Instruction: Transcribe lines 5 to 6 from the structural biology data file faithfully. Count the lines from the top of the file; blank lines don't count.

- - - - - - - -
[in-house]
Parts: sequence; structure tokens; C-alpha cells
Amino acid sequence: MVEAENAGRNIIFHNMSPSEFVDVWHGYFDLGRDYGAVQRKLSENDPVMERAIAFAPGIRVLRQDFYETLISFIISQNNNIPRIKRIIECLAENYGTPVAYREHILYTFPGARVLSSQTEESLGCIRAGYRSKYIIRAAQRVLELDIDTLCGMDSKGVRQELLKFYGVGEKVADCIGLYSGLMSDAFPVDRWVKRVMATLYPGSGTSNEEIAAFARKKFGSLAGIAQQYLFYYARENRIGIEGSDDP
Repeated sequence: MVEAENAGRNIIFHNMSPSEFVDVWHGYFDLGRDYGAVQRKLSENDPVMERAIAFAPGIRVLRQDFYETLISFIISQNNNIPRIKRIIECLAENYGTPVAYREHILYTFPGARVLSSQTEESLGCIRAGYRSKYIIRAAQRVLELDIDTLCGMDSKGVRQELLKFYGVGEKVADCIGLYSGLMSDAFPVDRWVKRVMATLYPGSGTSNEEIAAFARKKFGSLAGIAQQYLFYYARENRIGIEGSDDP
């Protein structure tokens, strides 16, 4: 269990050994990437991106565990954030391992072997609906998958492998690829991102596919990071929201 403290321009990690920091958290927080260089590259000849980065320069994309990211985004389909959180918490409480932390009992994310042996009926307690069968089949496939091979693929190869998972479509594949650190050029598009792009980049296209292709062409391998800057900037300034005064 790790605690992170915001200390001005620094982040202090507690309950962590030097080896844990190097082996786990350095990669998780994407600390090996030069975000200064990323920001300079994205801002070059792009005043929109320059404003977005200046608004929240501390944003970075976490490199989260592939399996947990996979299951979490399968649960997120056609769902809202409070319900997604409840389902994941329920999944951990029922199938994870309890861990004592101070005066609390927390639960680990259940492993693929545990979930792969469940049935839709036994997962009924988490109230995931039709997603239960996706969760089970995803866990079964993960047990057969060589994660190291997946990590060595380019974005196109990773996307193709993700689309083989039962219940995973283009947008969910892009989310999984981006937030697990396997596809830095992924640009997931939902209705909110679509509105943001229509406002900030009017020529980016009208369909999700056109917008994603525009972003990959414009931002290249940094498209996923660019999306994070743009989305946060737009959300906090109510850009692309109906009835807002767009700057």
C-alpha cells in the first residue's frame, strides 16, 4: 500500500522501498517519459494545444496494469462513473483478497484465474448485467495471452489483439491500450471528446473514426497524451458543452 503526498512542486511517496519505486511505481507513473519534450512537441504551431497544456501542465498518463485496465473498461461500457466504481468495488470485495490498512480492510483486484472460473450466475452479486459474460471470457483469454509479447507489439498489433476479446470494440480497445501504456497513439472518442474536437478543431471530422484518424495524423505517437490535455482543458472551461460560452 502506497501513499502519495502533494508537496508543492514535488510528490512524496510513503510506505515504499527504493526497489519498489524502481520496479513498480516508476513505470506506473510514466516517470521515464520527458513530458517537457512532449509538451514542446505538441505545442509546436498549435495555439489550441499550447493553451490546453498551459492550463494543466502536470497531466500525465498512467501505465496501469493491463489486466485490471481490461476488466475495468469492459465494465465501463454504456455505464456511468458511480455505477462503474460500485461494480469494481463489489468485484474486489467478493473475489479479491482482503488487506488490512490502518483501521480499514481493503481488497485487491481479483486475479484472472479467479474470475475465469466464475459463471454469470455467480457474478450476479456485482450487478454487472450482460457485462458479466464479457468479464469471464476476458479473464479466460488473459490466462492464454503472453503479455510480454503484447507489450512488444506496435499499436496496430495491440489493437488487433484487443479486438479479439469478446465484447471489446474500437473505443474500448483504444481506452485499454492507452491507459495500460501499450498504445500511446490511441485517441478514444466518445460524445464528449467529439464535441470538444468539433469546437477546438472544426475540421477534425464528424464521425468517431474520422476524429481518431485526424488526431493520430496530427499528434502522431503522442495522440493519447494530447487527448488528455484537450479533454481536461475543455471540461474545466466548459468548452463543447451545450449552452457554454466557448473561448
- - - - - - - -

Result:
């Protein structure tokens, strides 16, 4: 269990050994990437991106565990954030391992072997609906998958492998690829991102596919990071929201 403290321009990690920091958290927080260089590259000849980065320069994309990211985004389909959180918490409480932390009992994310042996009926307690069968089949496939091979693929190869998972479509594949650190050029598009792009980049296209292709062409391998800057900037300034005064 790790605690992170915001200390001005620094982040202090507690309950962590030097080896844990190097082996786990350095990669998780994407600390090996030069975000200064990323920001300079994205801002070059792009005043929109320059404003977005200046608004929240501390944003970075976490490199989260592939399996947990996979299951979490399968649960997120056609769902809202409070319900997604409840389902994941329920999944951990029922199938994870309890861990004592101070005066609390927390639960680990259940492993693929545990979930792969469940049935839709036994997962009924988490109230995931039709997603239960996706969760089970995803866990079964993960047990057969060589994660190291997946990590060595380019974005196109990773996307193709993700689309083989039962219940995973283009947008969910892009989310999984981006937030697990396997596809830095992924640009997931939902209705909110679509509105943001229509406002900030009017020529980016009208369909999700056109917008994603525009972003990959414009931002290249940094498209996923660019999306994070743009989305946060737009959300906090109510850009692309109906009835807002767009700057």
C-alpha cells in the first residue's frame, strides 16, 4: 500500500522501498517519459494545444496494469462513473483478497484465474448485467495471452489483439491500450471528446473514426497524451458543452 503526498512542486511517496519505486511505481507513473519534450512537441504551431497544456501542465498518463485496465473498461461500457466504481468495488470485495490498512480492510483486484472460473450466475452479486459474460471470457483469454509479447507489439498489433476479446470494440480497445501504456497513439472518442474536437478543431471530422484518424495524423505517437490535455482543458472551461460560452 502506497501513499502519495502533494508537496508543492514535488510528490512524496510513503510506505515504499527504493526497489519498489524502481520496479513498480516508476513505470506506473510514466516517470521515464520527458513530458517537457512532449509538451514542446505538441505545442509546436498549435495555439489550441499550447493553451490546453498551459492550463494543466502536470497531466500525465498512467501505465496501469493491463489486466485490471481490461476488466475495468469492459465494465465501463454504456455505464456511468458511480455505477462503474460500485461494480469494481463489489468485484474486489467478493473475489479479491482482503488487506488490512490502518483501521480499514481493503481488497485487491481479483486475479484472472479467479474470475475465469466464475459463471454469470455467480457474478450476479456485482450487478454487472450482460457485462458479466464479457468479464469471464476476458479473464479466460488473459490466462492464454503472453503479455510480454503484447507489450512488444506496435499499436496496430495491440489493437488487433484487443479486438479479439469478446465484447471489446474500437473505443474500448483504444481506452485499454492507452491507459495500460501499450498504445500511446490511441485517441478514444466518445460524445464528449467529439464535441470538444468539433469546437477546438472544426475540421477534425464528424464521425468517431474520422476524429481518431485526424488526431493520430496530427499528434502522431503522442495522440493519447494530447487527448488528455484537450479533454481536461475543455471540461474545466466548459468548452463543447451545450449552452457554454466557448473561448